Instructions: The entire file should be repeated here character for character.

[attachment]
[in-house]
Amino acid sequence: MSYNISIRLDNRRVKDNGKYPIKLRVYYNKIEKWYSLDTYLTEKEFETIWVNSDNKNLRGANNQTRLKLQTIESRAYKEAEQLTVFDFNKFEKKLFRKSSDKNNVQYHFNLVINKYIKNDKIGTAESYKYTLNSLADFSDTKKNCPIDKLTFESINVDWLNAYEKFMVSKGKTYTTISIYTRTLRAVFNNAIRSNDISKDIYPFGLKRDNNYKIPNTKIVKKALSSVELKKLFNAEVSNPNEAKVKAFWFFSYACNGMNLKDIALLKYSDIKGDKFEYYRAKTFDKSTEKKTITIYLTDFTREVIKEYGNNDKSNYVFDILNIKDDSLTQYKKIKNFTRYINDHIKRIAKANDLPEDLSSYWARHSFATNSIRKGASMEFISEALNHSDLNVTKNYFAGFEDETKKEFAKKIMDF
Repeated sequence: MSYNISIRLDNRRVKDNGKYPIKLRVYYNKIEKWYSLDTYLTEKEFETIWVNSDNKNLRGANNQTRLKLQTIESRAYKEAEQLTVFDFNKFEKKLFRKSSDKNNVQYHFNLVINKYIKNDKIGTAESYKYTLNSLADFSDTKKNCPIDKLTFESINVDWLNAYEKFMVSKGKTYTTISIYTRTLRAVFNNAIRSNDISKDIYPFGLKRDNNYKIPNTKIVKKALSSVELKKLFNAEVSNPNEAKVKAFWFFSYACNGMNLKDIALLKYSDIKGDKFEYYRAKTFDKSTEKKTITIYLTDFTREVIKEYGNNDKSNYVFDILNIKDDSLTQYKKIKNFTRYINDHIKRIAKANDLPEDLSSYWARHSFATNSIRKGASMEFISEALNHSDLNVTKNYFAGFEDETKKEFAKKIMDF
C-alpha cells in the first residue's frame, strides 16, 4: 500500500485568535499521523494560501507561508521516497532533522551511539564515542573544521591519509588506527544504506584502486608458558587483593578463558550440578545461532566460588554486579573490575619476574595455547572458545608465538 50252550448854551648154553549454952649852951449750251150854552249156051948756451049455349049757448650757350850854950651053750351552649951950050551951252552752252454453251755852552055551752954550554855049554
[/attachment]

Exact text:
[in-house]
Amino acid sequence: MSYNISIRLDNRRVKDNGKYPIKLRVYYNKIEKWYSLDTYLTEKEFETIWVNSDNKNLRGANNQTRLKLQTIESRAYKEAEQLTVFDFNKFEKKLFRKSSDKNNVQYHFNLVINKYIKNDKIGTAESYKYTLNSLADFSDTKKNCPIDKLTFESINVDWLNAYEKFMVSKGKTYTTISIYTRTLRAVFNNAIRSNDISKDIYPFGLKRDNNYKIPNTKIVKKALSSVELKKLFNAEVSNPNEAKVKAFWFFSYACNGMNLKDIALLKYSDIKGDKFEYYRAKTFDKSTEKKTITIYLTDFTREVIKEYGNNDKSNYVFDILNIKDDSLTQYKKIKNFTRYINDHIKRIAKANDLPEDLSSYWARHSFATNSIRKGASMEFISEALNHSDLNVTKNYFAGFEDETKKEFAKKIMDF
Repeated sequence: MSYNISIRLDNRRVKDNGKYPIKLRVYYNKIEKWYSLDTYLTEKEFETIWVNSDNKNLRGANNQTRLKLQTIESRAYKEAEQLTVFDFNKFEKKLFRKSSDKNNVQYHFNLVINKYIKNDKIGTAESYKYTLNSLADFSDTKKNCPIDKLTFESINVDWLNAYEKFMVSKGKTYTTISIYTRTLRAVFNNAIRSNDISKDIYPFGLKRDNNYKIPNTKIVKKALSSVELKKLFNAEVSNPNEAKVKAFWFFSYACNGMNLKDIALLKYSDIKGDKFEYYRAKTFDKSTEKKTITIYLTDFTREVIKEYGNNDKSNYVFDILNIKDDSLTQYKKIKNFTRYINDHIKRIAKANDLPEDLSSYWARHSFATNSIRKGASMEFISEALNHSDLNVTKNYFAGFEDETKKEFAKKIMDF
C-alpha cells in the first residue's frame, strides 16, 4: 500500500485568535499521523494560501507561508521516497532533522551511539564515542573544521591519509588506527544504506584502486608458558587483593578463558550440578545461532566460588554486579573490575619476574595455547572458545608465538 50252550448854551648154553549454952649852951449750251150854552249156051948756451049455349049757448650757350850854950651053750351552649951950050551951252552752252454453251755852552055551752954550554855049554